Most net zero energy commercial buildings are usually connected to the grid. Therefore, electricity generated from other sources like natural gas can be used when renewable energy produced on-site doesn’t meet the building’s energy load. Similarly, when excess energy is produced on-site, it can be exported back to the electric grid.

Commercial buildings can achieve net zero goals through energy-efficient design, which can be created using the following options;

  • Using high-performance heating and cooling systems to increase energy efficiency
  • Using energy analysis tools to develop efficient designs
  • Using low-cost, renewable energy sources to reduce greenhouse gas emissions
  • Reducing building energy loads through electric lighting controls, energy-efficient lighting, geothermal heat pumps, and high-performance HVAC systems.
  • Using high-performance building envelopes, daylighting, passive solar heating, water conservation, natural ventilation, and sun control/ shading devices to reduce energy loads.

How to generate renewable energy for Net Zero Commercial Buildings

  • Wind turbines generate mechanical energy that can be used to run electric generators and generate renewable energy.
  • Similar to wind turbines, solar water heating and Photovoltaics generate energy on-site.
  • Biofuels like biodiesel can be used with conventional fossil fuels to cater to the building’s thermal loads.
  • Burning biomass like wood pellets, wood, and agricultural products can produce renewable thermal energy on-site for water and space heating.

The Net Zero Energy CBI (Commercial Building Initiative)

Governments are also encouraging commercial buildings to move toward the Net zero goals. For instance, the Net Zero Energy CBI is looking to construct NZE buildings by 2025 using public & private partnerships. Commercial buildings can make these changes through various strategies such as;

  • Energy modeling and simulation

Energy modeling and simulation can be done through suitable simulation software. The software analyzes the energy model of the building and calculates energy consumption quantities. In addition, it helps you choose the ideal energy-efficient design strategy to use such as renewable energy systems, efficient HVAC systems, and passive design strategies.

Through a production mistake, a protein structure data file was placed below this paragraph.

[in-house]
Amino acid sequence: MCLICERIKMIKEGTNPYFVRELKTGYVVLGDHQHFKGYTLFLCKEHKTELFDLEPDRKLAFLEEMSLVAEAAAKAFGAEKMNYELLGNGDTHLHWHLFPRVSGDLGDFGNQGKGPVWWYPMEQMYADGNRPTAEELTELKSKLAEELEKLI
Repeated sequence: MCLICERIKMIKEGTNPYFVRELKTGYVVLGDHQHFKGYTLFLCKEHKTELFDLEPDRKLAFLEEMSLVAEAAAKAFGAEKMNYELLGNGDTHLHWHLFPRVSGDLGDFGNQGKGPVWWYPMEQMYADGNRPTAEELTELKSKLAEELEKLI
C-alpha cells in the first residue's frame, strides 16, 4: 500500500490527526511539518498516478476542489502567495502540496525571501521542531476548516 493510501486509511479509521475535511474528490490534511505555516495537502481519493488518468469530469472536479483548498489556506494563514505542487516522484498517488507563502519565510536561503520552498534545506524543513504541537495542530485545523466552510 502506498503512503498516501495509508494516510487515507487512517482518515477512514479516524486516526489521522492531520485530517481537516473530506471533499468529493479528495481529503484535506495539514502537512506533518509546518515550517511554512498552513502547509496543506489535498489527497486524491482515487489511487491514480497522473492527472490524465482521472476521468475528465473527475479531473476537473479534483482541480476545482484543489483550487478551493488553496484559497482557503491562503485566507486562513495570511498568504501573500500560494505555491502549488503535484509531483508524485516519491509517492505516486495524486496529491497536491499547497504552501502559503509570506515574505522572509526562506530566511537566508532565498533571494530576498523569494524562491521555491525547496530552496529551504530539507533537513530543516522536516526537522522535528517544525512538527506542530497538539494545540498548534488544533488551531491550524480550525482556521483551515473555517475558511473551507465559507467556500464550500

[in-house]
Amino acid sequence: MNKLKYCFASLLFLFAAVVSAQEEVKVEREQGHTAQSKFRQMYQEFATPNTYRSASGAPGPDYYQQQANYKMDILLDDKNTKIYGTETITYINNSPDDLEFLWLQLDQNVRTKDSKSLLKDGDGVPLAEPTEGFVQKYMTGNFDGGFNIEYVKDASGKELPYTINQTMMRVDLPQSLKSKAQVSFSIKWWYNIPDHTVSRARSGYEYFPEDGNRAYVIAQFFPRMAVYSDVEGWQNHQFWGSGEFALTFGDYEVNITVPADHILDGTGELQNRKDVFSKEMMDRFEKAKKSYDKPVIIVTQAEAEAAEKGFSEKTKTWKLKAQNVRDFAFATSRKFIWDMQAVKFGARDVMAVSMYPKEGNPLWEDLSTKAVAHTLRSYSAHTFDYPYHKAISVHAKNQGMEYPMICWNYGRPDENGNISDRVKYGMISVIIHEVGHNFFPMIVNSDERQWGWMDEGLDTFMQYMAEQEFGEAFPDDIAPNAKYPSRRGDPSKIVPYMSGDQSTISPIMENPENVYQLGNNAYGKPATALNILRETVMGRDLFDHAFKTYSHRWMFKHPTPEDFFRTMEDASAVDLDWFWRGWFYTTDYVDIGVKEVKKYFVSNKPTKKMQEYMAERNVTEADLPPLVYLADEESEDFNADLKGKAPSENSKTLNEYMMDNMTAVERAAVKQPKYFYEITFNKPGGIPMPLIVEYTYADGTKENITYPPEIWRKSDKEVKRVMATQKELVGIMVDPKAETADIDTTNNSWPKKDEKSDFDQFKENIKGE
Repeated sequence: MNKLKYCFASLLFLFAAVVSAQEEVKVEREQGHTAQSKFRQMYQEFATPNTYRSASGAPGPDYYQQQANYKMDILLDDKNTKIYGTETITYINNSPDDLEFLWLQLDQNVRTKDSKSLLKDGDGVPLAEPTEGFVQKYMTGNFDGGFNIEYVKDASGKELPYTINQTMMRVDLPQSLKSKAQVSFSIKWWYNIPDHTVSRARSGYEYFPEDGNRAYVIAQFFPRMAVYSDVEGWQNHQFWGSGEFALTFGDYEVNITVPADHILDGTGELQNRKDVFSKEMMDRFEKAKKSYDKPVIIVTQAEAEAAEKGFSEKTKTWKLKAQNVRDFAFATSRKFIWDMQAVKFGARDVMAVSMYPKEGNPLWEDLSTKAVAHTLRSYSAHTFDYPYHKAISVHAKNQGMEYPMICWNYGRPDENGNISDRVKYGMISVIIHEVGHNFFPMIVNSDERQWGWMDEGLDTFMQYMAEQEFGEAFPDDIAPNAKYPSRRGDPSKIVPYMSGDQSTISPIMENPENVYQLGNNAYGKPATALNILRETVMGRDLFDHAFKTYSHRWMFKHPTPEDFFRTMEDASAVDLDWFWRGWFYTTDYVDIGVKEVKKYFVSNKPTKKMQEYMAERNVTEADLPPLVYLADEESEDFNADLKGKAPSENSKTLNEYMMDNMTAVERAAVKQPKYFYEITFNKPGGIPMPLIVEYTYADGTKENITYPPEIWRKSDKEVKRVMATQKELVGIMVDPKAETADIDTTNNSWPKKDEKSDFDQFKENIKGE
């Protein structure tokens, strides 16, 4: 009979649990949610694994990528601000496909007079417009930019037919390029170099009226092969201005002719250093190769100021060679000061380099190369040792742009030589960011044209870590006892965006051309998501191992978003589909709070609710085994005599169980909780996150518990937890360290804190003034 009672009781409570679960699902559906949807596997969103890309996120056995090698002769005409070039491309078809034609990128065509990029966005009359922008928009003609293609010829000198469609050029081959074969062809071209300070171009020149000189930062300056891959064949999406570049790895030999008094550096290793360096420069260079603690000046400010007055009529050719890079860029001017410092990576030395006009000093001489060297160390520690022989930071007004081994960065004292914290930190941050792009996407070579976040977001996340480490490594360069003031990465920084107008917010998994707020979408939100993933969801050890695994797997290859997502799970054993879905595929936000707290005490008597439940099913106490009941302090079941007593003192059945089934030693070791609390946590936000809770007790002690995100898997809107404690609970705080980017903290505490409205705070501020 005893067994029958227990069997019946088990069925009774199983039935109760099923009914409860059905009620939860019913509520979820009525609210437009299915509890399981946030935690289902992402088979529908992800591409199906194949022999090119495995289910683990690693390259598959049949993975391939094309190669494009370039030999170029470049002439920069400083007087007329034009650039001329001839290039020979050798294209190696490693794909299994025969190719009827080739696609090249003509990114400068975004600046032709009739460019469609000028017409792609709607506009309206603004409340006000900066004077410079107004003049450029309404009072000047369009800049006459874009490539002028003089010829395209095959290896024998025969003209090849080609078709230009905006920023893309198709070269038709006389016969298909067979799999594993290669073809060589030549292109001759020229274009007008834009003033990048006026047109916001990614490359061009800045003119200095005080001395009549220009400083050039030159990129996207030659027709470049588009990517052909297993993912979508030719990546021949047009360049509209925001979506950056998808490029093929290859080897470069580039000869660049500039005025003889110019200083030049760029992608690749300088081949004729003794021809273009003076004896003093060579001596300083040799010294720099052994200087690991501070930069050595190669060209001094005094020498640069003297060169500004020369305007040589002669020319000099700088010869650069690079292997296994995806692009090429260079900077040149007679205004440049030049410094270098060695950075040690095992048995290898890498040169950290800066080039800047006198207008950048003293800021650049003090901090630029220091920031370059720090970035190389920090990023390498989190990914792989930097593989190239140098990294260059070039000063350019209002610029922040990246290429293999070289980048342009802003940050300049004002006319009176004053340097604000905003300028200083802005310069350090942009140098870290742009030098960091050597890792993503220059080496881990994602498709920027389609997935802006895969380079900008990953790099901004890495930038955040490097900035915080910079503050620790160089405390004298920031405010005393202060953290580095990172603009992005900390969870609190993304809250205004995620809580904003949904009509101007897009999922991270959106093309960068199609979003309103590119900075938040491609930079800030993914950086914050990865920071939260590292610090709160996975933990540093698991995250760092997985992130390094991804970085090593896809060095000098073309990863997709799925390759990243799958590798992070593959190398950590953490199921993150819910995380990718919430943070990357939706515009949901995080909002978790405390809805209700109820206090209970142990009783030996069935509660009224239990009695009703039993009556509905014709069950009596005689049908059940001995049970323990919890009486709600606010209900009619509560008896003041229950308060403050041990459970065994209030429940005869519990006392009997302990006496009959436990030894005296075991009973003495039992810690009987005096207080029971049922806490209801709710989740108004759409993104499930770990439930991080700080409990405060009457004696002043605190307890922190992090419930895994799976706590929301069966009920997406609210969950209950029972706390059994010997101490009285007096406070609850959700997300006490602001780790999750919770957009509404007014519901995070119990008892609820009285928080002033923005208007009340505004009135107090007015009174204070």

• Building facades

Building facades for areas with hot climates like California can use shaded walls, reflective glazing, passive cooling, double glazing, insulation, and light exterior colors. On the other hand, facades in cold climates can use daylighting, passive solar heating, double insulation, and insulation. In addition, green roofs improve green space and air quality, reduce energy consumption and retain water. While double roofing reduces or eliminates heat build-up between the roof and the structure, thus reducing the indoor temperature.

  • Efficient HVAC systems

HVAC systems for Net Zero commercial buildings can include biomass to be more eco-friendly and cost-effective. Moreover, incorporating wireless temperature monitoring technology in the building’s HVAC system will change the temperatures according to the activities and occupancy.


Overall, energy modeling and simulation will help you plan, calculate and visualize various MEP design considerations for Net Zero commercial buildings. These factors can include HVAC & lighting systems, building envelope improvements, occupancy loads, material selection, and the use of renewable energy sources. Hiring the right MEP design services from a reputable design and engineering firm like Innodez will help your commercial building move towards net zero goals successfully!